Sean Hayes On the Pressure of Coming Out in Hollywood

Playbill Pride   Sean Hayes On the Pressure of Coming Out in Hollywood
 
After coming out publicly, Sean Hayes came into his own.
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Sean Hayes Joseph Marzullo/WENN

Before Modern Family depicted a legally married gay couple attempting to get their adopted daughter into an elite pre-school, there was another kind of gay family on TV—the chosen one formed by the characters on the Emmy-winning series Will & Grace.

The landmark sitcom that embraced gay characters and put LGBT culture front and center—whether America was ready or not in 1998—changed the lives of LGBT people across the world, including Sean Hayes, who played the unapologetically flamboyant Jack McFarland.

“I’ll never forget this one letter from this woman. She said, ‘I think the show is horrible. I think gay people should go to hell. I think what you’re doing is terrible, and by the way, it’s the funniest show on TV, and I never miss an episode,’” Hayes recalls.

In addition to that letter, there were also death threats and the pressure to “come out” publicly when he’d been living out-and-proud since his teens.

“I got Will & Grace, and I thought, ‘Oh, this is different. I don’t know how to handle this. I’m not bright enough, I’m not quick enough, I don’t have the DNA to be a spokesperson for any kind of group of people.’”

Hayes didn’t come out publicly to the press until 2010, four years after Will & Grace went off the air. “I had personal issues inside of myself that I regret,” he says. “I regret not coming out sooner and helping more people, and I regret not coming out during the show. Everybody in the gay community knew I was gay, but it was this fight I had with the press because they want you to come out on their terms, and other gay people want you to come out on their terms, and if you don’t come out on their terms you’re just an asshole, and you’re wrong. Well, each individual human being has a lot of stuff that nobody knows about. Nobody knows what anybody else is going through at any point in their lives.”

Complicating Hayes’ success was that his big hit came with strings attached: He was a gay actor playing a gay character at a time when Hollywood was—and in many ways, still is—a difficult industry for out LGBT actors who don’t want to be typecast.

“I did like 30 or 40 commercials before Will & Grace where I was the straight husband. I had two spots on the Super Bowl in 1998 where I was the straight dude. So I didn’t feel pressure to hide [my sexuality] as much as I thought it was the thing I was supposed to do.”

Hayes says he witnessed how the showbiz machine commended straight actors for playing gay characters on screen without potential threat to their career opportunities. The same move, however, could be career-ending for an out gay actor.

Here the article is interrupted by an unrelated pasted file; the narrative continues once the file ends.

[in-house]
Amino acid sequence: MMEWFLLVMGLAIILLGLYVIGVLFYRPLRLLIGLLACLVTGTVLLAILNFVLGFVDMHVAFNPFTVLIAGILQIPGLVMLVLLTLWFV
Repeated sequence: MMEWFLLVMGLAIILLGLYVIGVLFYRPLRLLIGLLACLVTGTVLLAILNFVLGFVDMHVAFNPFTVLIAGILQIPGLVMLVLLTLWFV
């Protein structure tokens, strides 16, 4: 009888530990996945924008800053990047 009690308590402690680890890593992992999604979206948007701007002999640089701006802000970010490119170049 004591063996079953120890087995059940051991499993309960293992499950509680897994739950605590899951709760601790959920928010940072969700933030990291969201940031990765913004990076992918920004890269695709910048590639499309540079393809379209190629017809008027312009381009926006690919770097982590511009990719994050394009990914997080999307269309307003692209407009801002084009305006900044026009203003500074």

“[They] could play gay and be adored and worshipped for it, and I thought, ‘Oh. I’ll just do that. If I just do a good job, I’ll be accepted as an actor, and then I’ll just keep playing any role. But Hollywood doesn’t work that way, and audiences don’t work that way because there’s a stipulation that goes with audiences where if they see a gay person playing straight, they go ‘Yeah right.’”

Hayes should know. When he made his Broadway debut in the 2010 revival of Promises, Promises, he was maligned in a Newsweek article (penned by a gay journalist) that asserted that his sexuality made his performance as a straight man unbelievable.

“I think that article was more about him than it was anything else,” Hayes responds. “It was more about his personal issues.” Regardless of what Newsweek thought, the show was a solid sell, regularly grossing over $1 million at the box office each week.

“You build a fan base over time, and they will accept you as long as it’s good,” says Hayes. “Nothing matters as long as something’s good. If it’s bad, nobody will see it.”

Hayes, who says he’s thrilled to return to Broadway as the all-knowing and wisecracking deity in An Act of God, takes the criticism and praise in stride, noting that “baby steps” (and sometimes full-out Cher choreography on Will & Grace) help bring us collectively forward.

“We shouldn’t be fascinated that a straight man can play gay anymore. There’s nothing mind blowing about that anymore. It’s been done,” he says. “I’d like everyone to just be treated equally, to see people look at you and accept you for who you are as a human being and your spirit.

“When I ask gay men and women who have children, ‘Tell me how they’re growing up in the world and what they’re views are as far as gay culture?’ Their answer is, ‘It’s all they’ve ever known, so it’s completely normal to them.’ And could you imagine, if it was ‘All the world has ever known’? What a much better place we’d all be in.”

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